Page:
The authors not only investigate the current forms of property rights on reservations but also expose the limitations of each system, showing that customary rights are insecure, certificates of possession cannot be sold outside the First Nation, and leases are temporary. As well, analysis of legislation, court decisions, and economic reports reveals that current land management has led to unnecessary economic losses. The authors propose creation of a First Nations Property Ownership Act that would make it possible for First Nations to take over full ownership of reserve lands from the Crown, arguing that permitting private property on reserves would provide increased economic advantages. An engaging and well-reasoned book, Beyond the Indian Act is a bold argument for a new system that could improve the quality of life for First Nations people in communities across the country.
Publisher: McGill-Queen's University Press
Number of pages: 224
Weight: 476 g
Dimensions: 229 x 152 x 534 mm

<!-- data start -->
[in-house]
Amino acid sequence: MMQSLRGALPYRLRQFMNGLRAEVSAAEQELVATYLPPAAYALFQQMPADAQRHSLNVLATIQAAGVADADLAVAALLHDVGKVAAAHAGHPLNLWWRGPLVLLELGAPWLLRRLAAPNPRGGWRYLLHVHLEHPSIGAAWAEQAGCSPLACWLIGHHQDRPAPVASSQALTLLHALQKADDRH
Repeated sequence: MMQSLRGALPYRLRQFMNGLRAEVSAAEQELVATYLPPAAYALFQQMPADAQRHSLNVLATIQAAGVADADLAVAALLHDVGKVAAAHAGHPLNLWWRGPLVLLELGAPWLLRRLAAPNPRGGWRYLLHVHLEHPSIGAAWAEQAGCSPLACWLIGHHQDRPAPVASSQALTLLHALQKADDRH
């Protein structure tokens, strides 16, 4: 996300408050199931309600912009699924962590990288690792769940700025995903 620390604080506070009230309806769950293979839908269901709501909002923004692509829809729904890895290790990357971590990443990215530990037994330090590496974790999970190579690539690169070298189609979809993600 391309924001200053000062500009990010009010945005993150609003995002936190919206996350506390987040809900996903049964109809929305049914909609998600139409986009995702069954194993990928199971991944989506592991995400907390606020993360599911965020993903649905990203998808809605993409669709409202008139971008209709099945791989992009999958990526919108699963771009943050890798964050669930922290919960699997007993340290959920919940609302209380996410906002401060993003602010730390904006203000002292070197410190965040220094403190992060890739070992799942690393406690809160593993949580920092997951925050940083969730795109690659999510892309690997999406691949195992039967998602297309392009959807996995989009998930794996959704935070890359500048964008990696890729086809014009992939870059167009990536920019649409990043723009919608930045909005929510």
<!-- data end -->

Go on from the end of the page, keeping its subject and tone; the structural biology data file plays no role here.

"You don't have to travel to Zambia or Peru to see dead capital. All you need to do is visit a reserve in Canada. First Nation people own assets, but not with the same instruments as other Canadians. They're frozen into an Indian Act of the 1870s so they can't easily trade their valuable resources. Beyond the Indian Act provides strategies to correct this so First Nation people can generate wealth in a manner that other Canadians take for granted." Hernando de Soto, President, Institute for Liberty and Democracy
"Anyone who is concerned with the welfare of First Nations in Canada will be interested in this book. This coherent and in-depth work covers a wide array of issues and shows that full property rights for aboriginal peoples are long overdue." Moin A. Yahya
"This second edition of the book contains a postscript which reports on the reception given to the authors' proposal for a First Nations Property Act. Responses to a promotional tour by the authors in spring 2010 were, they report, predominantly favourabl